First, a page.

Skip to Content
Return to Home Page
Statewide IPM Program, University of California

Bristly mallow  (Modiola caroliniana )

Click on images to enlarge 

Life stages of Bristly mallow flower and leaves infestation in turf seedling seeds

Bristly mallow is a low-growing, bristly-haired broadleaf perennial plant that sometimes behaves as an annual or biennial. It inhabits turf, alfalfa fields, and other disturbed places throughout California, except deserts and the Great Basin, to about 1300 feet (400 m).


Cotyledons (seed leaves) are roundish. First leaves have lobed edges.

Mature plant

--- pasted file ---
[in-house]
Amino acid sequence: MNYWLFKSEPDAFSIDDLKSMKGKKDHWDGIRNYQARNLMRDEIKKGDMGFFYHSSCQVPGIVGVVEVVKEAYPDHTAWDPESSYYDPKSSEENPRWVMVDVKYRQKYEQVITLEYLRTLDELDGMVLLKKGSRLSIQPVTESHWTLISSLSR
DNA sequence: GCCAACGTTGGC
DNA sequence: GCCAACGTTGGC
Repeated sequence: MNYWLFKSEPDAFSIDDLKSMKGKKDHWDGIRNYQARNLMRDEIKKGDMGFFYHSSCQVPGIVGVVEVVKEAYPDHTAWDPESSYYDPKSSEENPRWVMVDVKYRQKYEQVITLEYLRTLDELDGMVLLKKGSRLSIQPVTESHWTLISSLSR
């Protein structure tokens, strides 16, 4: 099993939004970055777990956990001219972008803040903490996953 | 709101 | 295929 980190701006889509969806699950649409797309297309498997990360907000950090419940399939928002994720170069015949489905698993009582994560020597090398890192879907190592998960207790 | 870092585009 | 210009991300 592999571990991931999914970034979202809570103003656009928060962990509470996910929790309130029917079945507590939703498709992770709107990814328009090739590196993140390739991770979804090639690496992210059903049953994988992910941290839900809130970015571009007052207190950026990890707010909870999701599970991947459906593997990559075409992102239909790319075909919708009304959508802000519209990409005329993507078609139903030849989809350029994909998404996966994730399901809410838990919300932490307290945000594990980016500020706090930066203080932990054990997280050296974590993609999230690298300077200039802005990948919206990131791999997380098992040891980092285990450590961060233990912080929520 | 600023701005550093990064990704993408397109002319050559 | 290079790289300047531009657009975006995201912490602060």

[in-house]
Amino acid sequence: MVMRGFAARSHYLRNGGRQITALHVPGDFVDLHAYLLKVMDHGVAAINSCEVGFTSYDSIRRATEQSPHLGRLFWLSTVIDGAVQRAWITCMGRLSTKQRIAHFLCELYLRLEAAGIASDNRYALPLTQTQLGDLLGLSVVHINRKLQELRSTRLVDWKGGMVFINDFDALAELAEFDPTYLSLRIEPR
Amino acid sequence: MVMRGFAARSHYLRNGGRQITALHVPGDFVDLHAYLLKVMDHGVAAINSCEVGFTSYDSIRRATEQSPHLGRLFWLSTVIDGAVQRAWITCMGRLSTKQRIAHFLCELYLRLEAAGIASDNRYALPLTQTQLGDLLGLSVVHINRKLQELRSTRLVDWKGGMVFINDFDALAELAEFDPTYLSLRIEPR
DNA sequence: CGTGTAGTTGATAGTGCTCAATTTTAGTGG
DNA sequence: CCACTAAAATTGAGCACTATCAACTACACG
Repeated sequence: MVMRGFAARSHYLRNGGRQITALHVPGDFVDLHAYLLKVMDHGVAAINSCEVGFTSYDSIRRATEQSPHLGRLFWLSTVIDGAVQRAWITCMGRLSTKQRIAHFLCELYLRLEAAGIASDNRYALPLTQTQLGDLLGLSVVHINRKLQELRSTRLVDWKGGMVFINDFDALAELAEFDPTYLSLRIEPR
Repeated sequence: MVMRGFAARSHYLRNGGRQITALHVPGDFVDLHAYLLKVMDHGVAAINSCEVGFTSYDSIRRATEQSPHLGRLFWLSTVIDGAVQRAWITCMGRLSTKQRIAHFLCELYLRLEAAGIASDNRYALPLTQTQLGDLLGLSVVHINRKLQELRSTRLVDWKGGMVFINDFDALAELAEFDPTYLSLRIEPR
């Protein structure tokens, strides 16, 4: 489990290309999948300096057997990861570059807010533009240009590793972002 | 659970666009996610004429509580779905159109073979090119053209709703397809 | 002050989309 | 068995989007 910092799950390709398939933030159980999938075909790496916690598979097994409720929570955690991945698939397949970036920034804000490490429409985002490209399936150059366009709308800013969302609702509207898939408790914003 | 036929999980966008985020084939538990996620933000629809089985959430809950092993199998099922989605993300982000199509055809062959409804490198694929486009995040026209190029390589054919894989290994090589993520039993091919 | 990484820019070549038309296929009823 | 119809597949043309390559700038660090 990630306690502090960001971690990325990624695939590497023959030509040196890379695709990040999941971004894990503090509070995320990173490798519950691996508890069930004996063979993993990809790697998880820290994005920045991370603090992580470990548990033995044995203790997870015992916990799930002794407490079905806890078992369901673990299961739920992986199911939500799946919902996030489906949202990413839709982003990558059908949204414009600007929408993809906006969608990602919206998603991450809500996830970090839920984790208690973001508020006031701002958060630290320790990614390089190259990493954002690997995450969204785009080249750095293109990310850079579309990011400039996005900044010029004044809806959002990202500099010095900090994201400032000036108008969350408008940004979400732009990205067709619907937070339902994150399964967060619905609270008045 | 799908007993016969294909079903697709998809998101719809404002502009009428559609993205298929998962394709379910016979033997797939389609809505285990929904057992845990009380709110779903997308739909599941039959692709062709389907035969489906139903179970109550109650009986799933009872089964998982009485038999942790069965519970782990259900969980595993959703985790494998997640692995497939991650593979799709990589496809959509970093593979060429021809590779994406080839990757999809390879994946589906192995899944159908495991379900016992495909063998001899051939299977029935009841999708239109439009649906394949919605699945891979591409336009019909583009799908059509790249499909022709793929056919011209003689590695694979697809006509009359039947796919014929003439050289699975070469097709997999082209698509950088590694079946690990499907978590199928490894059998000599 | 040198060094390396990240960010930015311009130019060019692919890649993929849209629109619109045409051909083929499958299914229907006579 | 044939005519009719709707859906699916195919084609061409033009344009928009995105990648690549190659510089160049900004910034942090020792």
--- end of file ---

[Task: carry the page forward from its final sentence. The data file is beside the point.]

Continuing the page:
Bristly mallow stems grow prostrate or spreading up to about 20 inches (50 cm) long and root at lower stem joints (nodes) that are in contact with the ground. Leaves are highly variable. They range from egg shaped to palm shaped with deep lobes, to deeply divided with deep lobes. The leaf surface and edges are coarsely toothed.


Flowers develop singly at the bases of leaves, are orange to dull violet-red, and less than 1/2-inch (13 mm) wide in summer.


The fruiting head resembles a miniature wheel of cheese with wedge-shaped sections that break apart into individual fruit after maturity. Each fruit is shaped like the letter "C", has long hairs and two hornlike beaks on the back. Within the Fruits are two chambers, each containing one seed.


Seeds are roundish and flat with a notch on one side.

Related or similar plants

More information